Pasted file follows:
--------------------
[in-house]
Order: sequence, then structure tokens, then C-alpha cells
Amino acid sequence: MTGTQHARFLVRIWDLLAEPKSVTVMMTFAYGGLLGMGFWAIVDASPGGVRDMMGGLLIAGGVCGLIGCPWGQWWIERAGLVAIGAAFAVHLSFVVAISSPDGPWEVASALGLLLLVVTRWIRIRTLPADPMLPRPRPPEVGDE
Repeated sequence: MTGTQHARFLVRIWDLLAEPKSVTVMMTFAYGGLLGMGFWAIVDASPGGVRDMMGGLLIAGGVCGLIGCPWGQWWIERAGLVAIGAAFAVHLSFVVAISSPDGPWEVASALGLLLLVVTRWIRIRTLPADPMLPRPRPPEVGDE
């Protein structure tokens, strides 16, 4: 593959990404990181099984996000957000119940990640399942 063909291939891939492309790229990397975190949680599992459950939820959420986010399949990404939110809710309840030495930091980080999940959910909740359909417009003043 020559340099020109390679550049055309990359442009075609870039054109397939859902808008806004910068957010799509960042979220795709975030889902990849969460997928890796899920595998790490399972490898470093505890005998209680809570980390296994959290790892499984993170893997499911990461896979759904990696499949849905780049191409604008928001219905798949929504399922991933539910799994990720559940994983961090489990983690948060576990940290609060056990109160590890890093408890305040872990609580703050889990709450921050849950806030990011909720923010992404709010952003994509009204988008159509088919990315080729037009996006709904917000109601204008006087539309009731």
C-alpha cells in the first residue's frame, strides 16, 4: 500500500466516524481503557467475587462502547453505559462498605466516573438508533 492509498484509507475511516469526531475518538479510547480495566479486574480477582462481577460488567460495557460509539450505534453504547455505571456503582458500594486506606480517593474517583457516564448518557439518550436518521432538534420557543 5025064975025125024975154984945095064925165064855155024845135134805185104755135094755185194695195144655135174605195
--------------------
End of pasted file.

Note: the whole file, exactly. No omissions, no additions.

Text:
[in-house]
Order: sequence, then structure tokens, then C-alpha cells
Amino acid sequence: MTGTQHARFLVRIWDLLAEPKSVTVMMTFAYGGLLGMGFWAIVDASPGGVRDMMGGLLIAGGVCGLIGCPWGQWWIERAGLVAIGAAFAVHLSFVVAISSPDGPWEVASALGLLLLVVTRWIRIRTLPADPMLPRPRPPEVGDE
Repeated sequence: MTGTQHARFLVRIWDLLAEPKSVTVMMTFAYGGLLGMGFWAIVDASPGGVRDMMGGLLIAGGVCGLIGCPWGQWWIERAGLVAIGAAFAVHLSFVVAISSPDGPWEVASALGLLLLVVTRWIRIRTLPADPMLPRPRPPEVGDE
């Protein structure tokens, strides 16, 4: 593959990404990181099984996000957000119940990640399942 063909291939891939492309790229990397975190949680599992459950939820959420986010399949990404939110809710309840030495930091980080999940959910909740359909417009003043 020559340099020109390679550049055309990359442009075609870039054109397939859902808008806004910068957010799509960042979220795709975030889902990849969460997928890796899920595998790490399972490898470093505890005998209680809570980390296994959290790892499984993170893997499911990461896979759904990696499949849905780049191409604008928001219905798949929504399922991933539910799994990720559940994983961090489990983690948060576990940290609060056990109160590890890093408890305040872990609580703050889990709450921050849950806030990011909720923010992404709010952003994509009204988008159509088919990315080729037009996006709904917000109601204008006087539309009731």
C-alpha cells in the first residue's frame, strides 16, 4: 500500500466516524481503557467475587462502547453505559462498605466516573438508533 492509498484509507475511516469526531475518538479510547480495566479486574480477582462481577460488567460495557460509539450505534453504547455505571456503582458500594486506606480517593474517583457516564448518557439518550436518521432538534420557543 5025064975025125024975154984945095064925165064855155024845135134805185104755135094755185194695195144655135174605195